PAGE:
Archives for posts with tag: CPB

Reflecting on the failure of the socialist dream people like his own communist parents had subscribed to, Beat poet Allen Ginsberg wrote in a 1994 poem [1] that ‘Research has shown Socialism to be a universal failure wherever practiced by secret police’.

This, to me, is at the nub of the problem with 20th Century socialism.

Now, however, at the juncture of the greatest crises of capitalism since the Great Depression, is it time for communism to rehabilitate itself?

The best example for us in the West of the dream gone sour is that of the former GDR (DDR or East Germany) – the Soviet satellite that found itself the frontier of the Cold War, both on its border (with West Germany) and in its capital, Berlin – divided geographically and ideologically.

In the last decade there have been a number of examples that have shown us an East Germany shaped only by the Stasi. Works like ‘The Death of Lenin’ or ‘The Lives of Others’, both brilliant movies, but both pedalling only a single thread of the wider story that was day-to-day life in the GDR. Then there have been journalistic forays into a state held captive in both Anna Funder’s ‘Stasiland’ and even the BBC’s own ‘Lost World of Communism’. All these rightfully question the role of the state and the individual, and offer many cases of terrible injustice and oppression. But I feel the idea of an ideology in crisis is not explored. The examples merely qualify the statement I cited earlier from Ginsberg. Those works don’t widen the debate.

Other publications, like ‘Stasi Hell or Workers’ Paradise? Socialism in the German Democratic Republic – What Can We Learn from It?’ and the Stasi Museum’s own ‘GDR Guide’, give fuller examples of everyday life for quiet conformists. They offer a narrative that living in a police state was not actually the main experience of life for the overwhelming majority, even if the culture it bred created its framework. This is not to revise, forgive or ignore those state crimes but we must be mindful that we witness the GDR from a purely Western perspective.

I am also mindful, however, of Rowan Williams’ Easter address this April where he picked up on the point that life can be richer than material wealth. A clear admission, perhaps, that the basis of socialism is still a natural human desire for many people, though they’d never call it that.

And Rowan Williams isn’t the first man of faith to recognise our principles…

Of all the modern economic theories, the economic system of Marxism is founded on moral principles, while capitalism is concerned only with gain and profitability. Marxism is concerned with the distribution of wealth on an equal basis and the equitable utilization of the means of production. It is also concerned with the fate of the working classes–that is, the majority–as well as with the fate of those who are underprivileged and in need, and Marxism cares about the victims of minority-imposed exploitation.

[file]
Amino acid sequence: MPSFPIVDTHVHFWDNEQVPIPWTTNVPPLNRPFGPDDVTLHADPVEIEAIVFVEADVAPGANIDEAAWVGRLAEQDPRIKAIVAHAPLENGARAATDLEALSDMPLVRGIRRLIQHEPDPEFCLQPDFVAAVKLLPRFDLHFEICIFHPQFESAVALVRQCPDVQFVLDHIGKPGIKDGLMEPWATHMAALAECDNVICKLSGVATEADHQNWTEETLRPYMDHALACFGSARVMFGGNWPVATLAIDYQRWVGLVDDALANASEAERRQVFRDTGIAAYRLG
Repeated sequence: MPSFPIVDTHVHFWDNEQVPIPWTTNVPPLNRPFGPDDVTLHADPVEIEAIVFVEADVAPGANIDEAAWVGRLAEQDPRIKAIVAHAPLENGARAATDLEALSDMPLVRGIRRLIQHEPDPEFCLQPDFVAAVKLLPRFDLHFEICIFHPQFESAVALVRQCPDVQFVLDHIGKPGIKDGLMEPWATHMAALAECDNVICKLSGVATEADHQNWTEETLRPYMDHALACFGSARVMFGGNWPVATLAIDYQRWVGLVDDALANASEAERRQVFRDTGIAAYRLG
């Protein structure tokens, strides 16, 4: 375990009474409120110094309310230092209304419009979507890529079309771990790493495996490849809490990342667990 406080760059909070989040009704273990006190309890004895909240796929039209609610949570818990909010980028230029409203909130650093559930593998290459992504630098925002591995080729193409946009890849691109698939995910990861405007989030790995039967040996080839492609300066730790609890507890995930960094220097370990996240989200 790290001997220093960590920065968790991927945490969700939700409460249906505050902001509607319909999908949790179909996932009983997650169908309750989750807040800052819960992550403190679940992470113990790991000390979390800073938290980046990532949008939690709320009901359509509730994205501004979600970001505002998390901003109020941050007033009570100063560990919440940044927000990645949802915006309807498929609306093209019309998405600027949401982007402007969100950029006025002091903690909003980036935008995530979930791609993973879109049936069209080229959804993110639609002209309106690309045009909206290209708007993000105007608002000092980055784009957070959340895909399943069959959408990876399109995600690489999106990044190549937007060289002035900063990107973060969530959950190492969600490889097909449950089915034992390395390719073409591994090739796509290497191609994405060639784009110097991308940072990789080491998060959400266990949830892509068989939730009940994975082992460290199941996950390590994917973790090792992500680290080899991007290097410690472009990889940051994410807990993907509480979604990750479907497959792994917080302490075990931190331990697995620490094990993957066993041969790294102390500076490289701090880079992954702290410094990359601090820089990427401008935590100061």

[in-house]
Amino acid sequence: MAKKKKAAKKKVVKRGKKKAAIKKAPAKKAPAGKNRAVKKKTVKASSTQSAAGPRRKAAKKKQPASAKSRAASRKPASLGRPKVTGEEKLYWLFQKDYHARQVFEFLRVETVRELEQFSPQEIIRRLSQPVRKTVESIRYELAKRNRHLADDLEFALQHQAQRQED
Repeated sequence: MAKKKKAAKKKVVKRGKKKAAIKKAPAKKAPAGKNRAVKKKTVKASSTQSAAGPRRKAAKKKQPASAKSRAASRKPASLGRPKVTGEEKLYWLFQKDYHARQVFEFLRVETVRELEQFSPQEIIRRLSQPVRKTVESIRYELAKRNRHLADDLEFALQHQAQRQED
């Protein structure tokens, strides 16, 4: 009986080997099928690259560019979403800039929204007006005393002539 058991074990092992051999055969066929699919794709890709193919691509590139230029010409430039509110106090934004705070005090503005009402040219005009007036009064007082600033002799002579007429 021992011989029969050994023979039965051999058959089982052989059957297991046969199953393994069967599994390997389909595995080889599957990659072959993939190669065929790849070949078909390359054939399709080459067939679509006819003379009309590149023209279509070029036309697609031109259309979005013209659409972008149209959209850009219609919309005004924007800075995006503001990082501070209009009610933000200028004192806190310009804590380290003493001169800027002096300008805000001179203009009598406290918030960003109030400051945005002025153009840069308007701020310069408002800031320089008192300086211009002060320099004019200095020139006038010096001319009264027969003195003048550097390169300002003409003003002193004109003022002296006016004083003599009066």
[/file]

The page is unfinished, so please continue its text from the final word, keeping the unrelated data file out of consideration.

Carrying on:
…says the Dalai Lama [2]. It might be a bit strange for a Marxist to cite religious leaders, but what I am doing here is trying to highlight the universality of the basis of socialism.

I am not for a second suggesting that everyday life in a police state is better than today’s relative affluence. But following the most recent banking crisis and with public services sliding away from us only to build more profit for the powerful few, the desire for something more humane is widespread. So, I contest we might to do better than to gloat at the dubious humanity of capitalism’s triumph over the Soviet Union, asking of ourselves instead whether can socialism mean more than totalitarianism?

Of course it can.

Show me where the great British socialists William Morris, Engels or Marx even suggest the formation of a police state or the summary arrest of ordinary citizens. You can’t because it doesn’t exist.

The basic premise of socialism is our most precious principle: “From each according to his ability, to each according to his need”. But even that can only be built on solid ground. The opening remarks of many a revolutionary tract is the need for freedom from our oppressors. Not the freedom to oppress others.

I share the analysis of philosopher (and incumbent International Director of the Birkbeck Institute for the Humanities at the University of London), Slavoj Žižek, that the time for the rehabilitation of communism is now. In my opinion, the most important means to achieve this is to publicly denounce the legacy of totalitarianism and divorce it from our own modern British programmes. We have nothing in common with the dictatorships of China or North Korea, though we have everything in common with its people. That seems a good place to start.

Two fundamental aspects of Marx I find lacking in the conduct of socialism are the most important checks that have never been served well by its executors. Firstly, that Marx clearly makes a case for analysing reality in its current context – that things move in struggle and it is only in our understanding of that struggle in its current place in time that we can hope to address it; that means we cannot use early 20th Century revolutionary means to overthrow the capitalist state of today. But that does not mean the goal has moved but rather that we actively revise Marxist thinking for our own age.

Secondly, and to complement the first point is the issue of self-criticism within the current context. If only Mao had read Orwell’s 1984, then I’d rather think the Cultural Revolution would be one less shame laid erroneously at our door.

Žižek picks up on Lenin’s point [3] that sometimes it is ok to start-over. The road to revolution is not always best achieved from starting from where we left off the last time we had to abandon that road – this leads us only to misinterpret the failure and, ignoring history, repeat the mistakes for generation after generation. If we re-boot from the ground up then we build a new solution from outset in today’s context based on today’s analysis. That might sound like the road to Pol Pot’s year zero but hear me out – I cannot think of any philosopher or scientist worth listening to today who doesn’t see the education of our children as the best way to change the world for the better.